Only a small number of these guns were ever made (around the middle of 1943), and very very few survive today. They were originally matched to the serial number of the base gun, but this example is mismatched (although the magazine itself is authentic and original).

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Finnish Armor Parade - WW2 through to Today
InRangeTV


Published on Sep 23, 2017
We hope you enjoy this parade of Finnish military armor and vehicles from WW2 through to today.

We'd like to thank our friends at Varusteleka for bringing us out to this!

Check them out if you need any cool stuff, seriously, they have all the cool stuff:
https://www.varusteleka.com/en
 

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MAS-36: The Backup Rifle is Called to Action
Forgotten Weapons


Published on Sep 25, 2017
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There is a common assumption that the MAS-36 was a fool's errand from the outset - why would a country develop a brand new bolt action rifle in the mid 1930s, when obviously semiautomatic combat rifles were just on the cusp of widespread adoption? Well, the answer is a simple one - the French were developing a semiautomatic rifle at the same time, and the MAS-36 was only intended to go to rear echelon and reserve troops. It would serve as a measure of economy, reducing the number of the more complex and expensive self-loaders necessary, while still providing sufficient arms to equip the whole reserve in case of a mobilization.

Well, the plan didn't quite work out that way, because Germany invaded France before the semiauto rifle was ready for production (it was, at that point, the MAS-40 and was in trials). Not until 1949 would the self-loader go into mass production with the MAS-49 (discounting the short-lived MAS-44). With this in mind, the MAS-36 suddenly makes much more sense. It is a simple, economical, and entirely adequate rifle without extraneous niceties. In a word, it is a Russian rifle rather than a Swiss one.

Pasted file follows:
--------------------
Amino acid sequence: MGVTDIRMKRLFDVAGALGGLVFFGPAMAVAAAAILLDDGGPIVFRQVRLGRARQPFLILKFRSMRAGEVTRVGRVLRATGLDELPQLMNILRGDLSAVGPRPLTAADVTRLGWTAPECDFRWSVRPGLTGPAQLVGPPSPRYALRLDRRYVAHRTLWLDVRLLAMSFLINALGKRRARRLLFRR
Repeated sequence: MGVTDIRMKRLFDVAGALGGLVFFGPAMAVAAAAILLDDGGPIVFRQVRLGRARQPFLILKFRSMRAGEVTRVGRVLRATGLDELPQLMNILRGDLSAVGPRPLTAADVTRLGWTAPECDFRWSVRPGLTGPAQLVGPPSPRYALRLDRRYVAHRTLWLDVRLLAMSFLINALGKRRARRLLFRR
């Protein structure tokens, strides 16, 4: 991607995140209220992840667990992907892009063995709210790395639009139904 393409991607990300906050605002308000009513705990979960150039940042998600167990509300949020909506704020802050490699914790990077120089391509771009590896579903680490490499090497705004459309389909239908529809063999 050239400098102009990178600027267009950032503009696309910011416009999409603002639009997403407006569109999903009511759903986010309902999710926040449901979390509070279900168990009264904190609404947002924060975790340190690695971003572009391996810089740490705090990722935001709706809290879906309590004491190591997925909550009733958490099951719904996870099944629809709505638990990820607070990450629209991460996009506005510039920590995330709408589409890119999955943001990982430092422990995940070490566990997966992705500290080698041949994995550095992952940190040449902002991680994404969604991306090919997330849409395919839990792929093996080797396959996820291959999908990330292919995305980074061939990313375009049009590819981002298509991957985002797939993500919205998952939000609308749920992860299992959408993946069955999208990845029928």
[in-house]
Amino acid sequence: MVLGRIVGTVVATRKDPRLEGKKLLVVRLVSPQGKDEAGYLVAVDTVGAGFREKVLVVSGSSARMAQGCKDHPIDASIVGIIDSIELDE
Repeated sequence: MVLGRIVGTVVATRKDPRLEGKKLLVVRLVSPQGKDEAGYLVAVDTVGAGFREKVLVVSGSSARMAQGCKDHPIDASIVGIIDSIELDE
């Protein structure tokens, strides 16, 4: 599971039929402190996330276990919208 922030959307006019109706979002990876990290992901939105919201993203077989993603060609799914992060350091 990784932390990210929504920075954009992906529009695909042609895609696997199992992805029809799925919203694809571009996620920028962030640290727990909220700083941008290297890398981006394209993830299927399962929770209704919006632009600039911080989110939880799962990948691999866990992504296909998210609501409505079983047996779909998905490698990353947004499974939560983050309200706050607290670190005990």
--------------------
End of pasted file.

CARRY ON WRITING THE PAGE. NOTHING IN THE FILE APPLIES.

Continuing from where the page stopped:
Production began in the fall of 1937, and by the time of the German invasion there were about 205,000 in French stockpiles. They saw extensive use in the Battle of France, along with M34 Berthiers in 7.5x54mm. Some would escape to serve the Free French forces worldwide through the war, and others would be captured and used by German garrisons in France and along the Atlantic Wall. Production resumed upon the liberation of St Etienne in 1944, and by 1957 about 1.1 million had been made. They basically fall into two varieties, with several pre-war milled components changed to more economical stamped designs after the war.
 

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Prarie Gun Works Timberwolf: British Trials Sniper Rifle
Forgotten Weapons


Published on Sep 26, 2017
Armament Research Services (ARES) is a specialist technical intelligence consultancy, offering expertise and analysis to a range of government and non-government entities in the arms and munitions field. For detailed photos of the guns in this video, don't miss the ARES companion blog post:

http://armamentresearch.com/